Report: Technology & Textiles to Intersect in Nine-Figure Future with Wearable Electronics
A report released earlier today from Juniper Research (News - Alert) has enormous implications for both the technology industry and the fashion industry alike. The report puts the value of the wearable devices market at over $1.5 billion by 2014, up from $800 million this year alone. That's going to turn the wearable device market--including the increasingly popular "smart glasses" concept--into the next big thing in both industries.
The Juniper Research report in question, "Smart Wearable Devices: Fitness, Healthcare, Entertainment & Enterprise 2012-2017," says that 2014 is going to be the tipping point as far as wearable devices go. With several big names already looking into the field--including Google, Apple (News - Alert), and even Nike by virtue of the Nike+ app release--it's clear that wearable technology is about to be a thing, and quite a thing at that.
The report goes on to make some very important conclusions, beginning with the projection that North America and Europe will dominate the market, accounting for fully 60 percent of global sales in wearable devices. Additionally, sales of fitness and sports devices will be higher in terms of number of devices sold than healthcare devices, the retail value of the health sector will be slightly higher than that of the fitness and sports sector, suggesting that the average cost of health devices will be higher than those geared toward sports and fitness.
While today, wearable devices are simply referred to as a "future form factor," it's clear that they're going to gain plenty of ground as the market carries on. Since there are so many potential applications for wearable technology, there's plenty of room in the market for most anything that can make a decent case to potential customers. The "smart glasses" many cite in this space are one idea--and one idea that has generated plenty of interest--but there are many more applications from there, like e-readers or tablet-style computers that can be worn on the wrist in the "Pip-Boy" style and make them more mobile than they already are. Moreover, in some cases, wearable technology can provide full readouts on hospital patients without the need for electrodes or tubes, making them more comfortable while still providing necessary information to physicians.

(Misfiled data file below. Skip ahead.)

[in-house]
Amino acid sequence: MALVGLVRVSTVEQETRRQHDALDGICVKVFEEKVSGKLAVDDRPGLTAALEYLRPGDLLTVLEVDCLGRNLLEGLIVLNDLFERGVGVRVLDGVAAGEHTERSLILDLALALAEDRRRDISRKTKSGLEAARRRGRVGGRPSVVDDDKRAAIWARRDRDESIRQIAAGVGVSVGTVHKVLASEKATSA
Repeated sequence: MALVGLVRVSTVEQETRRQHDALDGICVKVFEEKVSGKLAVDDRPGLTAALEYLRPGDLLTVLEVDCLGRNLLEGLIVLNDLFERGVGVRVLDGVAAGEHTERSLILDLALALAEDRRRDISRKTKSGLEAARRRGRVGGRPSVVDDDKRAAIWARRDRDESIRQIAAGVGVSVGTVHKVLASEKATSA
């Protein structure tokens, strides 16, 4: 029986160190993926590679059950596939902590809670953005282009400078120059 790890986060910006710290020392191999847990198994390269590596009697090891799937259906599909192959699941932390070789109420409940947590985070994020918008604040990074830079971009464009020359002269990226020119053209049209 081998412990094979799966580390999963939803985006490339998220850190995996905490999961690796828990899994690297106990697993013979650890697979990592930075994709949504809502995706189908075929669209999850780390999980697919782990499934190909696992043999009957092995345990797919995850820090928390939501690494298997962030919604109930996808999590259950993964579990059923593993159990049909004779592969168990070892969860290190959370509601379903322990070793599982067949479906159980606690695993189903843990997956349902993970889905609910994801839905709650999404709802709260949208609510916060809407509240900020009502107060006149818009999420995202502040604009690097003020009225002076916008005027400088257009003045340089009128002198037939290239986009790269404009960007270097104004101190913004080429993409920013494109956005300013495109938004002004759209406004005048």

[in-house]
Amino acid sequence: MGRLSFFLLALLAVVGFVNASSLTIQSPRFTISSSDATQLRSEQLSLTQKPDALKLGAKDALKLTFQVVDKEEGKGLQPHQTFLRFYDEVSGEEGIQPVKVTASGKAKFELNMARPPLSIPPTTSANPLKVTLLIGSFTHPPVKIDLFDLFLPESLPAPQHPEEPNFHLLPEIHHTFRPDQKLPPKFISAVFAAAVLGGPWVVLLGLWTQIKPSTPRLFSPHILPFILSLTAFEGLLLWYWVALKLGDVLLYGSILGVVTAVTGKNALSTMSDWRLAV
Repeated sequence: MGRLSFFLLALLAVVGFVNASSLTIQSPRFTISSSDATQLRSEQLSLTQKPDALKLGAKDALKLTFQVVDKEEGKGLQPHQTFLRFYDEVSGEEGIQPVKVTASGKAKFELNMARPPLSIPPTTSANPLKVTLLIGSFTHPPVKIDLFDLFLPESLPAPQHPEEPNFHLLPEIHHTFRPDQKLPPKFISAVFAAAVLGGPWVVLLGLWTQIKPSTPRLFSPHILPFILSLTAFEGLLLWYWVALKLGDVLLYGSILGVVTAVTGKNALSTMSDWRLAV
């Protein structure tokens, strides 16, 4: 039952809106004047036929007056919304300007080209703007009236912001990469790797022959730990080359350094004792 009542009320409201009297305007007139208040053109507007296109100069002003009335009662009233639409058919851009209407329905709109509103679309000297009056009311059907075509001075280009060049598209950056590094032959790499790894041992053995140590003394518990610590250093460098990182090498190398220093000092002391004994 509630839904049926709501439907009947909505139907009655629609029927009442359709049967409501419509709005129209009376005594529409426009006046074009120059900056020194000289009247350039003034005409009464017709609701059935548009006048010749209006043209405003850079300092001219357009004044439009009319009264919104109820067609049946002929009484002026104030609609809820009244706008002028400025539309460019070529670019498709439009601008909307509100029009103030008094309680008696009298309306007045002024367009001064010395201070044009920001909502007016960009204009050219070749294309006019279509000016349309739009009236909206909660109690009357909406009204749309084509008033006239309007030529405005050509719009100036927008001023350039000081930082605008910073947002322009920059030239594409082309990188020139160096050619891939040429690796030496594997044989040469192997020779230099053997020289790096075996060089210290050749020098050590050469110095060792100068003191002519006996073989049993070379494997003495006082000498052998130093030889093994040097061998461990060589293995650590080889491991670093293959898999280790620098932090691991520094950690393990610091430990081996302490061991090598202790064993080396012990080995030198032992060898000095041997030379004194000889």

There is a lot of room in the wearable technology space, and plenty of interest to go along with it. This suggests that there's likely to be quite a rush into the market space, and provides plenty of support for the Juniper Research report that expects big gains in the very near future.
Edited by Rachel Ramsey